Forecasting foreign exchange rates is notoriously difficult. There is a long series of academic papers extending back to the 1980s testing forex forecasting models. A random walk model with no economic or financial variables tends to do as well as any of the economic and financial models. One explanation is that forex rates, like most of financial variables, depend on expectations of the future.  Back testing a model with realized expectations often gives great results which vanish when the expectations need to be about the future rather than the past.

Even if we can’t accurately forecast foreign exchange rates, we can think about their impact. Having a strong currency may make people feel good about their country; it isn’t always the most desirable economic policy. A strong dollar is good for consumers: cheaper imports and less expensive foreign travel. However, it can hurt exporters whose customers face higher prices in their own currencies. A company deciding between manufacturing at home or abroad may see the strong dollar as a reason to ship jobs overseas.  However, policies to push the dollar down can also create problems. A collapsing dollar would mean higher import prices importing inflation. Given complexity and difficulty of trying to forecast or manage the foreign exchange rate, the answer maybe to hope for a currency rate that is roughly right and not too volatile.

The posts on this blog are opinions, not advice. Please read our Disclaimers.

Round Numbers and the Dow

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David Blitzer

Managing Director and Chairman of the Index Committee

S&P Dow Jones Indices

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As the Dow Jones Industrial Average approaches the 20,000 level everyone seems to be suddenly fascinated with the figure. People who rarely ask if the market is up or down want to know if the Dow will cross this supposed benchmark today. Journalists   with years sent covering the markets want to know what 20,000 means.  But, if the Dow had started in 1895 instead of 1896 we would probably have passed 20,000 a year ago.

Before we all get too excited, we might remember what happened after the Dow crossed 10,000 for the first time in April, 1999 – it took two big falls back over the next 10 years. The chart shows the Dow from March 30, 1999 to June 30, 2011 with two nasty bear markets.

Psychological studies suggest that a round number is seen as more stable and solid than a more precise figure.  Saying the Dow closed 9,911.21 yesterday may be sound precise and accurate but certainly doesn’t hint have the positive attributes that people tend to associate with a large round number.  If you ignore the chart 20,000 might make you think the market isn’t about to drop. Round numbers may be used to describe products while more exact numbers slightly below a round number are popular for prices.  Prices of individual stocks tend to cluster near round numbers, probably because most people read numbers left to right and 19.90 sounds a lot cheaper than 20.00.  An investor will buy at 19.90 but hold at 20. Moreover, the scale matters: when markets in Europe switched to the euro from the former local currencies, these round number effects switched from the local currency to the euro.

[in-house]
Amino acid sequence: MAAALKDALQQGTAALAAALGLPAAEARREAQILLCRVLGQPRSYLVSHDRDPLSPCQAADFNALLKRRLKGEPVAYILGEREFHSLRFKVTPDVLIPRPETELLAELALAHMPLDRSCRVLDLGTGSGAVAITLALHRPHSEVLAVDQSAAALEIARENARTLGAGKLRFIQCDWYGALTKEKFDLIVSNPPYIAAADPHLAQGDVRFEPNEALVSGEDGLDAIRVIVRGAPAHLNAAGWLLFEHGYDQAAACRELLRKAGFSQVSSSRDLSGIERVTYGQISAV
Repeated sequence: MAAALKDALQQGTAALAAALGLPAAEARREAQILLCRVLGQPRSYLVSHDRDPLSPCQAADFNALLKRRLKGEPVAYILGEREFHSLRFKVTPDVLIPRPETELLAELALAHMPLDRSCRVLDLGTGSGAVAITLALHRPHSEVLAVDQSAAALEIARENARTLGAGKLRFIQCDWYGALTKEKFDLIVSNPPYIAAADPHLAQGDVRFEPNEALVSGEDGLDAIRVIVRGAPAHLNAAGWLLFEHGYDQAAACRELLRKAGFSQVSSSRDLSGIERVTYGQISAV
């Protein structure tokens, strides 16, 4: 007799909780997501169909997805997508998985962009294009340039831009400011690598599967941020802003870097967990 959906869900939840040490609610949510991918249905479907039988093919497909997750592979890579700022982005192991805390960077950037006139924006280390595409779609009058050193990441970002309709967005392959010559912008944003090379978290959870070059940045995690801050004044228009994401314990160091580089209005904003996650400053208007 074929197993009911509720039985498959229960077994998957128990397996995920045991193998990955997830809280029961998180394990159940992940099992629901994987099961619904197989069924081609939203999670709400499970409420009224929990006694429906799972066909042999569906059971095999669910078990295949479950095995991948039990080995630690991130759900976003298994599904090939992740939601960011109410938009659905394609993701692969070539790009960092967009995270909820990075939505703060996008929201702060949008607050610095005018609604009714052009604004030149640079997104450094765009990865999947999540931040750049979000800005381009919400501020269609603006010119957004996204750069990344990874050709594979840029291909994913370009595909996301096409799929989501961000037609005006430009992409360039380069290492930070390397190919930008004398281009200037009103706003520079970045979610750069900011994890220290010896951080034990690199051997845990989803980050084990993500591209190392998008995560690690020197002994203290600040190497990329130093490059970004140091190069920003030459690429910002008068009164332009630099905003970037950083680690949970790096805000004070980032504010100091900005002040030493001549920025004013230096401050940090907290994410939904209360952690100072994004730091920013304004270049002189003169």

For investors the level of the Dow or any index depends on an arbitrary base value — what really matters the percentage gain or loss over time.

The posts on this blog are opinions, not advice. Please read our Disclaimers.

Quality: A Driving Factor of Small-Cap Returns

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Aye Soe

Managing Director, Global Head of Product Management

S&P Dow Jones Indices

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Much has been written about the performance differential between the two leading small-cap indices, the S&P SmallCap 600® and Russell 2000.  Over a long-term investment horizon, the S&P SmallCap 600 has outperformed the Russell 2000 with less risk.  Part of the performance differential can be attributed to the June Russell rebalancing effect.  As winners from the Russell 2000 graduate to the Russell 1000 and losers from the Russell 1000 move down to the small-cap index, fund managers are forced to sell winners and buy losers, thereby creating a negative momentum portfolio (Furey 2001).

We looked at the average monthly excess returns of the S&P SmallCap 600 over the Russell 2000 from January 1994 through Nov. 30, 2016, and grouped them by calendar months.  Average monthly excess returns for July are higher than any other month, and this is found to be statistically significant (see Exhibit 1).  It should be noted that July is the only calendar month to have a statistically significant t-Stat.

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In our recent research study, we showed that the June rebalancing effect only accounts for approximately one-half of the long-term excess returns (A Tale of Two Benchmarks).  Unlike the Russell 2000, the S&P SmallCap 600 requires companies to meet financial viability criteria to be eligible for inclusion.  The financial viability rule requires that the sum of the most recent four consecutive quarters’ as-reported earnings be positive, as well as the as-reported earnings of the most recent quarter.  This profitability measure can be considered as a proxy for quality.  Research has shown that higher-quality companies, on average, outperformed lower-quality companies over a long-term investment horizon.